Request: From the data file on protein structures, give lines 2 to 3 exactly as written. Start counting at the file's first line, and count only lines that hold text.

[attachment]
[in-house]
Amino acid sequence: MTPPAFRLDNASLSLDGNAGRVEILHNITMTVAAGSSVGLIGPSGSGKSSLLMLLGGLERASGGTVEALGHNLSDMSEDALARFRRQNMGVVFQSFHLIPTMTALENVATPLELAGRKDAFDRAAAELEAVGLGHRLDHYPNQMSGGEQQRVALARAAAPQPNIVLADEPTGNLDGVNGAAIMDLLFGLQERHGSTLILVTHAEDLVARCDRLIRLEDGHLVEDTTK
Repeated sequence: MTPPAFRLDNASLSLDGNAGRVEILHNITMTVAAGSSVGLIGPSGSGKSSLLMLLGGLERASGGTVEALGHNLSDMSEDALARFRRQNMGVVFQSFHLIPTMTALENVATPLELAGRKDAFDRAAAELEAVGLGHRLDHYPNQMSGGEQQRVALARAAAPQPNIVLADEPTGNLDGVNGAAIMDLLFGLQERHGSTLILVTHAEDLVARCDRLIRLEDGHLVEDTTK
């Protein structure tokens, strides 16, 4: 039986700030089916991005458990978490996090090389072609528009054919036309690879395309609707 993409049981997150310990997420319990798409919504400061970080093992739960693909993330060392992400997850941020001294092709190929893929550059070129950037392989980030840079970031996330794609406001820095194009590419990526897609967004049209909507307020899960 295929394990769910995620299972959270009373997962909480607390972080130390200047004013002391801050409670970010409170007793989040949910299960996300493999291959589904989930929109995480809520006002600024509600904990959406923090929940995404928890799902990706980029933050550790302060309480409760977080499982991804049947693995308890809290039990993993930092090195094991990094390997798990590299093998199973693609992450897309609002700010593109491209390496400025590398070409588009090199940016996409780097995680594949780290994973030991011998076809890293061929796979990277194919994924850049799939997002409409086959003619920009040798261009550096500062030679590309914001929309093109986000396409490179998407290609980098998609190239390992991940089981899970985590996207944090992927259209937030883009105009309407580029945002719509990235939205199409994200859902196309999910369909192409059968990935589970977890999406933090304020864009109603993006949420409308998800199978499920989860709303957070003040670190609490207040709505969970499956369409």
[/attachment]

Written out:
Amino acid sequence: MTPPAFRLDNASLSLDGNAGRVEILHNITMTVAAGSSVGLIGPSGSGKSSLLMLLGGLERASGGTVEALGHNLSDMSEDALARFRRQNMGVVFQSFHLIPTMTALENVATPLELAGRKDAFDRAAAELEAVGLGHRLDHYPNQMSGGEQQRVALARAAAPQPNIVLADEPTGNLDGVNGAAIMDLLFGLQERHGSTLILVTHAEDLVARCDRLIRLEDGHLVEDTTK
Repeated sequence: MTPPAFRLDNASLSLDGNAGRVEILHNITMTVAAGSSVGLIGPSGSGKSSLLMLLGGLERASGGTVEALGHNLSDMSEDALARFRRQNMGVVFQSFHLIPTMTALENVATPLELAGRKDAFDRAAAELEAVGLGHRLDHYPNQMSGGEQQRVALARAAAPQPNIVLADEPTGNLDGVNGAAIMDLLFGLQERHGSTLILVTHAEDLVARCDRLIRLEDGHLVEDTTK